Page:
The mayor’s office has recently touted city efforts to house the homeless, including the city’s purchase of “The Holland,” a residential hotel on West Grand Avenue that will be used to offer shelter and services similar to those already offered at the city’s Henry Robinson facility. Oakland’s city council also voted to allocate $800,000 to Bay Area Community Services (BACS), which also manages services at Henry Robinson, to provide “rapid rehousing” services to those who need them. According to a press release from the mayor’s office, the Robinson’s rapid rehousing plan allows for stays of 4 to 6 months, while BACS staffers connect residents to services for help with concerns like substance abuse and mental health care, and assists them in finding a permanent place to stay.

The BACS contract, the new building and other measures such as funding three new Tuff Sheds sites, will cost the city $8.6 million in emergency funding, which the council approved at its last meeting. Funding for the hotel building will be provided by Measure KK, which voters passed in 2016, authorizing the city to approve a bond that would fund infrastructure repairs and affordable housing. The bond is paid for by a property tax.

But city officials have recently faced pushback from camp residents and their advocates over the planned evictions of non-sanctioned campsites and the efforts to move people into Tuff Sheds cabins, which some have criticized for their lack of running water and other amenities, and because advocates feel people are being forced to move into them under threat of eviction from other sites. Last week, the planned eviction of a camp near Lake Merritt was thwarted when residents protested and camera crews arrived.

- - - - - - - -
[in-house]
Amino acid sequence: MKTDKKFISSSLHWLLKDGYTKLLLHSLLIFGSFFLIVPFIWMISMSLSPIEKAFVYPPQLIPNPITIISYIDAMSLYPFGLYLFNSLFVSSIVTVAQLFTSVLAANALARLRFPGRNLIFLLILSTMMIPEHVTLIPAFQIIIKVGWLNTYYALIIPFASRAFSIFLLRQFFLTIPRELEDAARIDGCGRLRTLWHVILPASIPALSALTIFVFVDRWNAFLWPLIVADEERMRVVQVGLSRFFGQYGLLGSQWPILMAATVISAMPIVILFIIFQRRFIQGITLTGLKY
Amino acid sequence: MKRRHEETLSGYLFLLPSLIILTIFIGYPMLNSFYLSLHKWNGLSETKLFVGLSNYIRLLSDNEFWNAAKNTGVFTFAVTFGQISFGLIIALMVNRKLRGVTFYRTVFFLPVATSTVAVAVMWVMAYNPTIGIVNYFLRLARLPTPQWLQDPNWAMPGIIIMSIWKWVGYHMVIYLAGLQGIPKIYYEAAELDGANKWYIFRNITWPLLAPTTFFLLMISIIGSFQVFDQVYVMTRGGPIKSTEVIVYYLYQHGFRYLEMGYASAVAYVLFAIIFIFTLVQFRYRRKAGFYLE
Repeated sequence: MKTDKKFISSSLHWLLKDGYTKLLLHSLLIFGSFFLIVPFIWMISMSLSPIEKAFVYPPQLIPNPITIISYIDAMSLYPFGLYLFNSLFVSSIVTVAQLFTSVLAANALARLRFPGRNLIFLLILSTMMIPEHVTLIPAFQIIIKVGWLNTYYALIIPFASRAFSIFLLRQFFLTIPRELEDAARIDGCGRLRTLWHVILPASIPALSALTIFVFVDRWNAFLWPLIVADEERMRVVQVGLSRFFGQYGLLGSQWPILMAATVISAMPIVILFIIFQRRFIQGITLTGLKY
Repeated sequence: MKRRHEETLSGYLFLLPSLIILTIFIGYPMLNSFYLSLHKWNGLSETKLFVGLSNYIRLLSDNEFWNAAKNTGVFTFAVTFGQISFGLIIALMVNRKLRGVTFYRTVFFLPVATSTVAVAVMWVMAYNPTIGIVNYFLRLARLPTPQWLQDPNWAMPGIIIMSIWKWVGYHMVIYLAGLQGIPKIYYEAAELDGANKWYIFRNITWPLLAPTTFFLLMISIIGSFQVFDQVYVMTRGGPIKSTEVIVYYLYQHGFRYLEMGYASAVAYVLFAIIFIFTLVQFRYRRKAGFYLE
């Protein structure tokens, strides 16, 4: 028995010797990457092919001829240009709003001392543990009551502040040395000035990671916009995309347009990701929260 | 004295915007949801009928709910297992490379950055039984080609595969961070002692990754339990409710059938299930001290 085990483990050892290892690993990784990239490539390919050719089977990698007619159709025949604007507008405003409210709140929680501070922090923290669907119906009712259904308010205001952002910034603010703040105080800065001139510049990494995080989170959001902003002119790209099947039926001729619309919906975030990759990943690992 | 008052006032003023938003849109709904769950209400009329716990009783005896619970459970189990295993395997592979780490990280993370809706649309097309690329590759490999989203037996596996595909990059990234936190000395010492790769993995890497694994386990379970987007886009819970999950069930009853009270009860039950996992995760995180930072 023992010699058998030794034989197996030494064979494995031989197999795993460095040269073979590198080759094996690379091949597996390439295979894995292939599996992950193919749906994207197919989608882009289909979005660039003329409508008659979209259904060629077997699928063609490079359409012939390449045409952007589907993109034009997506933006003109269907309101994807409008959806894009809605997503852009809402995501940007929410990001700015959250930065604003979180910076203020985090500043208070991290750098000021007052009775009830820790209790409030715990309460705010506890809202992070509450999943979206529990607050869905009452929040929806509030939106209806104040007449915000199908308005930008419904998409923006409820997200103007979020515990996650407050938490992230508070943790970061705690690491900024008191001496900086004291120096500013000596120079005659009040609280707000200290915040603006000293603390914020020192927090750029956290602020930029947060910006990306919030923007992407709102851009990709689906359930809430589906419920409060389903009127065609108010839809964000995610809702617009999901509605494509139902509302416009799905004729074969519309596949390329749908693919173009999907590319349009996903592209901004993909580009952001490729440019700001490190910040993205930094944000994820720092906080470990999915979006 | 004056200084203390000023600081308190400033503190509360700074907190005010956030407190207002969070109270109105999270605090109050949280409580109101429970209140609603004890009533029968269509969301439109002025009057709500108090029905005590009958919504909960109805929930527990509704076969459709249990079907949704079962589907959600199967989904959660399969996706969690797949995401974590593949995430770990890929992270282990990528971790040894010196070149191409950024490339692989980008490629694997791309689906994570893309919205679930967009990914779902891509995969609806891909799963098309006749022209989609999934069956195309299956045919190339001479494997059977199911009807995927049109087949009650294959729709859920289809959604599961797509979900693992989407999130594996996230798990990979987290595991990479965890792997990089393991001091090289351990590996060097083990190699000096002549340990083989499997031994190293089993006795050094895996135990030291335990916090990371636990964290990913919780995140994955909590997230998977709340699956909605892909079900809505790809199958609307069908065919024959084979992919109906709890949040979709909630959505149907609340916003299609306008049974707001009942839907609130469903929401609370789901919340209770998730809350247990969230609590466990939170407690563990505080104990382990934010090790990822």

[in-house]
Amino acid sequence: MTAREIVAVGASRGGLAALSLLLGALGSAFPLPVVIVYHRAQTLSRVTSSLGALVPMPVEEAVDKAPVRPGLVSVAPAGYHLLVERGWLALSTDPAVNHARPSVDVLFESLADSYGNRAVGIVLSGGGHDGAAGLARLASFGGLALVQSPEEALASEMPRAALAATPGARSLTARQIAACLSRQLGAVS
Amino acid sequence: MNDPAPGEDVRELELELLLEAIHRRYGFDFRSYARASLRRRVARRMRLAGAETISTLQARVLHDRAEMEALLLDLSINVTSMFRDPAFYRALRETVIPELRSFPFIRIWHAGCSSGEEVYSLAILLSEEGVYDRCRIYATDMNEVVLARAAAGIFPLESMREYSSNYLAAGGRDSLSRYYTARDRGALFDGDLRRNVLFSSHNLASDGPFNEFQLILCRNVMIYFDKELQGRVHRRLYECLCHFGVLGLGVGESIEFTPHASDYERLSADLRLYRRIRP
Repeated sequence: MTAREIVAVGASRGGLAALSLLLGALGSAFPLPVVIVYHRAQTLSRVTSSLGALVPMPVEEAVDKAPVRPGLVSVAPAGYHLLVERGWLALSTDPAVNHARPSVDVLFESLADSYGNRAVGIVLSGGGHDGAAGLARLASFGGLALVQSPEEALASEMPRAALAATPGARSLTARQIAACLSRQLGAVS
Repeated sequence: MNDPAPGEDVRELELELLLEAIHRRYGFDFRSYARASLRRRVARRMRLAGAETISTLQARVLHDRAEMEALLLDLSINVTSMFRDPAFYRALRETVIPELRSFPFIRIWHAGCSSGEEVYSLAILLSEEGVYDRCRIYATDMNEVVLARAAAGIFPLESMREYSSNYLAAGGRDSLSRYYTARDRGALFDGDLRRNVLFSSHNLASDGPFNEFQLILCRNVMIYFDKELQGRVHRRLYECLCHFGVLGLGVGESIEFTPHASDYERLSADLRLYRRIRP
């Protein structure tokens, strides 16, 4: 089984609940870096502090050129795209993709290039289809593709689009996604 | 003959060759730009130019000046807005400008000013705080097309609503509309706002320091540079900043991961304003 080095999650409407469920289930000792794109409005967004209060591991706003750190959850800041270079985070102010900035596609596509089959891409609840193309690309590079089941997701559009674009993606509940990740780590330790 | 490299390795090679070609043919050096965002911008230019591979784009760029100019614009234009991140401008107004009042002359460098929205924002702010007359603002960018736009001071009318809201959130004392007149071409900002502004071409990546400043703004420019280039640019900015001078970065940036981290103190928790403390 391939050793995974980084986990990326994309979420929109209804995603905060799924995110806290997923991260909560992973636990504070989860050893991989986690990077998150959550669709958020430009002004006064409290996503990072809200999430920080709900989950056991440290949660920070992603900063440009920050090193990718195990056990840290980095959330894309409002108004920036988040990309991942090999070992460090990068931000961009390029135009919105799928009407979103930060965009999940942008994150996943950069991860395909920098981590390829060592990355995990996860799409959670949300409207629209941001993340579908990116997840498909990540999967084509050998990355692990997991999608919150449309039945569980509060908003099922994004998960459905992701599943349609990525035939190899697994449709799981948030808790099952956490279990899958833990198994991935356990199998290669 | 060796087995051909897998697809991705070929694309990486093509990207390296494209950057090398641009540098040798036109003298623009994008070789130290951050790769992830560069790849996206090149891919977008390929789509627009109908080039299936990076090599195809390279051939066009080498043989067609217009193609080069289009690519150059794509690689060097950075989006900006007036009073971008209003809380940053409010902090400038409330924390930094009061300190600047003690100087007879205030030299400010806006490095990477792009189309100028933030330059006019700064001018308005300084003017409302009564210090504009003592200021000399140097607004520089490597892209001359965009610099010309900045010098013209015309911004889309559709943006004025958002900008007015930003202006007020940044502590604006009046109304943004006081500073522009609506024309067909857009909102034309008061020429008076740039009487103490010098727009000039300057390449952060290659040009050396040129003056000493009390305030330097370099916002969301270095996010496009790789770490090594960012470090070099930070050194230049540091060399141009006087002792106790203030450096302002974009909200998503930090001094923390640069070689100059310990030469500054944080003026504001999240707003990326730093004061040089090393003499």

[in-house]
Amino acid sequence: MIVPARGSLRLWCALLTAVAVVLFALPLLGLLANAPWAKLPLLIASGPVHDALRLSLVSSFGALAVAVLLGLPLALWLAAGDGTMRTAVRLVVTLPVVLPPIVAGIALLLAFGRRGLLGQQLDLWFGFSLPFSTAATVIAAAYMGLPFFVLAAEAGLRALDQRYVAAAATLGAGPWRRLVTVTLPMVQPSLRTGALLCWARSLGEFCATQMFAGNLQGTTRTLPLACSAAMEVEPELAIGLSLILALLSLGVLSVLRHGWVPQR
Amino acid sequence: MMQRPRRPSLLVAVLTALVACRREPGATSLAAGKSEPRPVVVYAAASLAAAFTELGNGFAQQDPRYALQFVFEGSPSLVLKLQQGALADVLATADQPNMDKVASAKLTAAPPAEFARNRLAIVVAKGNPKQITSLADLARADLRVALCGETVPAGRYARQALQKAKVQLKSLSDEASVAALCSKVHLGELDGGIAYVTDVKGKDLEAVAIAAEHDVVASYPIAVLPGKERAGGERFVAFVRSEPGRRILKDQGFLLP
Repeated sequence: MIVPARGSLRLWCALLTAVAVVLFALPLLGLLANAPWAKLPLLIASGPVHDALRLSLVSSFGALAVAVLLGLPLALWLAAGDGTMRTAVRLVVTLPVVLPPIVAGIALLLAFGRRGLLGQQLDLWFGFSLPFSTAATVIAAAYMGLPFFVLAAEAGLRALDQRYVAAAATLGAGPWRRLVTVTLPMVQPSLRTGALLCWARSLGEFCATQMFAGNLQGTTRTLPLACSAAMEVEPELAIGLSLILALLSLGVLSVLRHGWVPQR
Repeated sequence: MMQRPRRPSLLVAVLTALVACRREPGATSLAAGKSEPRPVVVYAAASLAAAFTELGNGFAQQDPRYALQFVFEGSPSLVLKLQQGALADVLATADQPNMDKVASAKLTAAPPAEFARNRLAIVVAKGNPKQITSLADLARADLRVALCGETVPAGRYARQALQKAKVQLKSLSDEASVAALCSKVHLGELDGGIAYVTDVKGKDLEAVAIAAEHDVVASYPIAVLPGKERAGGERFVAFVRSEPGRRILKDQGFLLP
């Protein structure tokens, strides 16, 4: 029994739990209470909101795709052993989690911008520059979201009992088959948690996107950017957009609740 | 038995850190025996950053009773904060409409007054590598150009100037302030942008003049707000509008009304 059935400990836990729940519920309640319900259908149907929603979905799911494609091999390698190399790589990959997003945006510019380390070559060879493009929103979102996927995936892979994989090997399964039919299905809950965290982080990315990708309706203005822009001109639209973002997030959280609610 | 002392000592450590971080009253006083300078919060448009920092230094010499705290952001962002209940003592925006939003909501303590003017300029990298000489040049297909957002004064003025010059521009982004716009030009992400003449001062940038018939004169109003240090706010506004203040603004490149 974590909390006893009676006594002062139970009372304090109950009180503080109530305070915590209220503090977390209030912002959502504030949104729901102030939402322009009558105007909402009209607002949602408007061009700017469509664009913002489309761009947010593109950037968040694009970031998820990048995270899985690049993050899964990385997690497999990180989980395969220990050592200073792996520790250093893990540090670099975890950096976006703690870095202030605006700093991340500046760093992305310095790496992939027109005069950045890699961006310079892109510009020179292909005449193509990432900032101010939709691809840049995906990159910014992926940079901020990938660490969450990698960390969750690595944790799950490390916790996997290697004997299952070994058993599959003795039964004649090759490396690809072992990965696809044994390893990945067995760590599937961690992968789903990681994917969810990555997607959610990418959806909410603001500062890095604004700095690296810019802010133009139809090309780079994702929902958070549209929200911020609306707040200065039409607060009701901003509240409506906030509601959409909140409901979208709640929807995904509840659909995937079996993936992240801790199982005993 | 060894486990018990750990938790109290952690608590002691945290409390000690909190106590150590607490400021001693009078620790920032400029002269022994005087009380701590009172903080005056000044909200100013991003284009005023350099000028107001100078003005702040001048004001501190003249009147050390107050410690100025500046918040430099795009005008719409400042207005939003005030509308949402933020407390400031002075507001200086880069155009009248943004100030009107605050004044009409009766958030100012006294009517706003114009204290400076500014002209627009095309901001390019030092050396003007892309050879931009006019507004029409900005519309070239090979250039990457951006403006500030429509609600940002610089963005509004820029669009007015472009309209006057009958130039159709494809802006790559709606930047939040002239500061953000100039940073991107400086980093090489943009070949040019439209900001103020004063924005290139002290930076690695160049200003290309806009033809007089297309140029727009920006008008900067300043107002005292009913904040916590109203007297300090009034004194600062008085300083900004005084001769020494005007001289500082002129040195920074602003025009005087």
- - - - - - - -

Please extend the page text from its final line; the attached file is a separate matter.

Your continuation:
Through her spokesperson Justin Berton, Schaaf released a statement Friday afternoon saying in part: “The encampments are not healthy for anyone – least of all those who live in them. Today’s fire proves how dangerous and volatile the living conditions [are], which is exactly why my administration has worked to stand up Tuff Shed community cabin sites.”

DeVries said that “we’ve met with some resistance” in getting people to move into the Tuff Sheds sites, but said that Friday’s fire “may encourage them to do that.”

Staffers from Operation Dignity and the American Red Cross were on site, and said that people would be transported to St. Vincent de Paul for shelter. Caroline Kemp of the Red Cross said that St. Vincent de Paul had recently set up a winter shelter.

Several city councilmembers, including Rebecca Kaplan (at-large), Abel Guillen (District 2) and Dan Kalb (District 1) recently co-authored Measure W, a November ballot measure that would fund solutions to homelessness, blight and illegal dumping via a tax on vacant parcels.

“The very things that were failing here are exactly the things that would be funded if voters voted for Measure W. [The tax] funds both homeless services and trash services,” Kaplan said when reached by phone on Friday. “And the other reason, it would reduce the number of vacant and abandoned properties.”